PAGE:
NASA’s PACE Mission Moves Forward Despite Efforts to Kill it

PACE satellite (Credit: NASA)

by Douglas Messier
Managing Editor

NASA’s Plankton, Aerosol, Cloud, ocean Ecosystem (PACE) satellite has continued to move forward toward an early 2024 launch despite attempts by Trump Administration, according to a new assessment by the Government Accountability Office (GAO).

The Administration has refused to request funding for the $889.7 million project in its annual budget proposals to Congress. The Administration believes the funding would be better spent elsewhere.

However, Congress has continued to fund PACE, allowing NASA to continue to make progress on the climate satellite. However, it hasn’t been easy.

“Project officials said budget uncertainty has made it more challenging to find vendors willing to work with the project, which has resulted in the project receiving only one offer in response to about half of its competitive solicitations,” the GAO assessment said.

PACE mission (Credit: NASA)

“Despite funding uncertainty, the project is holding cost and schedule reserves consistent with NASA center policy,” the document added.

PACE will be a polar-orbiting satellite that will use advanced remote-sensing instruments to gather data about ocean biology, biogeochemistry, ecology, aerosols, and cloud properties. Scientists will use the data to identify harmful algae blooms and study long-term climate trends.

GAO assessment of PACE follows.

NASA: Assessments of Major Projects
Report to Congressional Committees

Government Accountability Office
April 2020

Plankton, Aerosol, Cloud, ocean Ecosystem

Plankton, Aerosol, Cloud, ocean Ecosystem (PACE) is a polar-orbiting mission that will use advanced global remote-sensing instruments to improve scientists’ understanding of ocean biology, biogeochemistry, ecology, aerosols, and cloud properties.

PACE will extend climate-related observations begun under earlier NASA missions, which will enable researchers to study long-term trends on Earth’s oceans and atmosphere, and ocean-atmosphere interactions. PACE will also enable assessments of air and coastal water quality, such as the locations of harmful algae blooms.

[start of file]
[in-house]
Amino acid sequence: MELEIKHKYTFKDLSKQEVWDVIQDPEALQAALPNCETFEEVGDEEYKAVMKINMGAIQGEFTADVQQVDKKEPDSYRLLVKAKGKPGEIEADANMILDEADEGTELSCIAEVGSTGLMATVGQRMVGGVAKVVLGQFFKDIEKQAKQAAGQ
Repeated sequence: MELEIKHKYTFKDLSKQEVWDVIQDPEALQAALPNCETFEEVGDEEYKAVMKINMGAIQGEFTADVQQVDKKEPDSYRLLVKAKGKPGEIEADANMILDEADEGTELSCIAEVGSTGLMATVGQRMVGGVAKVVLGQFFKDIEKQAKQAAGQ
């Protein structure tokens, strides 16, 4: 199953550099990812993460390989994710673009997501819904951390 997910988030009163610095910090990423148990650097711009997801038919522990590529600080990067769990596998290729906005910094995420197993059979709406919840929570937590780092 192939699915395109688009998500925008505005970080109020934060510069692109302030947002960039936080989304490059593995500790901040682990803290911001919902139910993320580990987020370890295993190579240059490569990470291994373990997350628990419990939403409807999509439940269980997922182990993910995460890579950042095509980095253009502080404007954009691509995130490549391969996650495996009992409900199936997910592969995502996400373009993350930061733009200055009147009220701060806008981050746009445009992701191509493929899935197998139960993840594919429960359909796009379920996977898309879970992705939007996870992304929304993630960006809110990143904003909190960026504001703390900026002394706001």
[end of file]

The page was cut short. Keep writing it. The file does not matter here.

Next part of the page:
Project Summary

The PACE project entered the implementation phase and formally established its cost and schedule baselines in August 2019. The project set a baseline lifecycle cost of $889.7 million and a launch date of January 2024. The baseline is $39.7 million above the top-end of the project’s preliminary cost estimate and is 9 months later than its preliminary schedule estimate.

Similar to the previous 2 years, NASA did not request funding for PACE in its fiscal year 2020 budget request, but the explanatory statement accompanying the 2020 Consolidated Appropriations Act stated that the agreement included $131 million for PACE.

A separate committee report related to the Act directed NASA to include adequate funding for PACE in the 2021 budget request, but NASA did not request funding for PACE in its fiscal year 2021 budget request.

Despite funding uncertainty, the project is holding cost and schedule reserves consistent with NASA center policy and held its preliminary design review in June 2019 with mature technologies, as recommended by best practices.

Moreover, PACE has taken actions to reduce risks to its mission, such as producing high-fidelity engineering models for parts of its main instrument.

Cost and Schedule Status

Credit: GAO

The PACE project entered the implementation phase and
formally established its cost and schedule baselines in August 2019. The project set a baseline lifecycle cost of $889.7 million and a launch date of January 2024, which is $39.7 million above the top-end of the project’s preliminary cost estimate of $850 million and 9 months later than its preliminary schedule estimate of April 2023.